Rivers and robes — movement and flow — this was the inspiration for Carole Tetlow’s exhibit of kiln-fused glass art during a ‘meet the artist’ event at the Gallery of the Midnight Sun recently.
This current-day exhibit, however, was the result of an epiphany from decades ago that eventually led her down the path to creating the delicate works of art she continues to design and produce.
“I had just graduated from architecture and I was in Istanbul. I walked into an old mosque and saw this rosette window and just fell in love with it,” Tetlow said of the intricate design that would eventually shape the inspiration for her glass creations.
After returning home to Vancouver, she decided to take stained glass courses and eventually, upon moving to Yellowknife, she delved into the kiln-formed glass technique, which she continues to do in her home studio.
Tetlow said in terms of the differing techniques, stained glass is flat glass formed with copper foil and known as cold glass, while fused glass is created in a kiln and described as warm glass.
In the creative process, she often makes wax forms that she incorporates into the glass to make a mold, resulting in a textured and shaped dimensional quality that brings to life her delicate creations.
Tetlow frequently recycles glass to mold and use in her projects and some of it she has salvaged from the former Shaganappy apartment building in Yellowknife, she noted, giving her work an historic quality.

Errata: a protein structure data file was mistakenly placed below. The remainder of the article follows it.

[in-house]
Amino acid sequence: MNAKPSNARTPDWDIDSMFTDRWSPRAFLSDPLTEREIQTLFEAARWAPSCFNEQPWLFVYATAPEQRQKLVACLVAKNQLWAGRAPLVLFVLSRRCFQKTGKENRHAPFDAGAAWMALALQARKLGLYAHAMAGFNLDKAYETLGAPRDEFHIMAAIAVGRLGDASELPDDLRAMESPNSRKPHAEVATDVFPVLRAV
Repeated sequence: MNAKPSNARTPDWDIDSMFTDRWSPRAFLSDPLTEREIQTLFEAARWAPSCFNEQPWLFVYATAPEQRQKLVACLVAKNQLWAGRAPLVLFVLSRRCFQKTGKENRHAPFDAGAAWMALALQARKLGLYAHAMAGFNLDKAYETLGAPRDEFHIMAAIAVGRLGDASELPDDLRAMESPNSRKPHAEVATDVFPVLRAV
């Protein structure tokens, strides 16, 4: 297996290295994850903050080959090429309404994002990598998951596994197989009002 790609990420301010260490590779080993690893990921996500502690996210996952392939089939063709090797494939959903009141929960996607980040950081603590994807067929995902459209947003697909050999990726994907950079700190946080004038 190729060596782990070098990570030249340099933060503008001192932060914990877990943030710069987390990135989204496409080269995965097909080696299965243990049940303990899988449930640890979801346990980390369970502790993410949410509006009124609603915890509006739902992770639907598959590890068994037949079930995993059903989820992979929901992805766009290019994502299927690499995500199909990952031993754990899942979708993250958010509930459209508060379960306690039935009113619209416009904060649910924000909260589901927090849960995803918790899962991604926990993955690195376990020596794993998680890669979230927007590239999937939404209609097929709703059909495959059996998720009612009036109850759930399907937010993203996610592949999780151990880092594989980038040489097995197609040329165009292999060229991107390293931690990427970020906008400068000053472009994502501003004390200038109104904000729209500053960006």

“You never finish learning,” she said of the enjoyment she gets from her lifelong passion for creating the works of glass art.
The designs Tetlow chooses to create are based on a story she wants to depict, she said of the trout, flowers, ice, robes of fabric, and other inspirations she draws from — but they are primarily inspirations from her life in the North and experiencing the diverse beauty of nature.
For Lisa Seagrave, owner/manager of the Gallery, it was a happy moment being able to return to pre-pandemic events such as Tetlow’s exhibit. Seagrave hopes to host more events in the future.
“It’s been a long time since we’ve had something so exciting happen here in the gallery,” she said of the opportunity to showcase the work of a Northern artist in-person.
Seagrave said she was impressed with the quality and designs in Tetlow’s exhibit.
“It’s a privilege to have Carole, who has such a wealth of knowledge and experience and who is so amazingly creative. There is such a variation in the pieces, so we are thrilled to have her here today.”
Several of Tetlow’s cast pieces were developed over the years in collaboration with other artists, one of which is on display in the Northland Utilities building, with the other being on display in the legislative assembly.
Tetlow said collaboration has become much easier with the use of social media, allowing her to connect with other artists from around the globe.
“You end up with friends from all over the world because you take courses together and then keep in contact,” she said.
On one memorable occasion, Tetlow said she had the opportunity to collaborate with an artist on a glass work that interpreted former U.S. First Lady Michelle Obama’s famous yellow gown.
Tetlow said often people, upon viewing her work, want to know more about the complex process and how the result is achieved.
“I tell them it’s about finding new ways of doing things. Any time you put it into a kiln, there are new results,” she said.
Tetlow added that she already has an idea in mind for her next exhibit which she will unveil sometime after Christmas.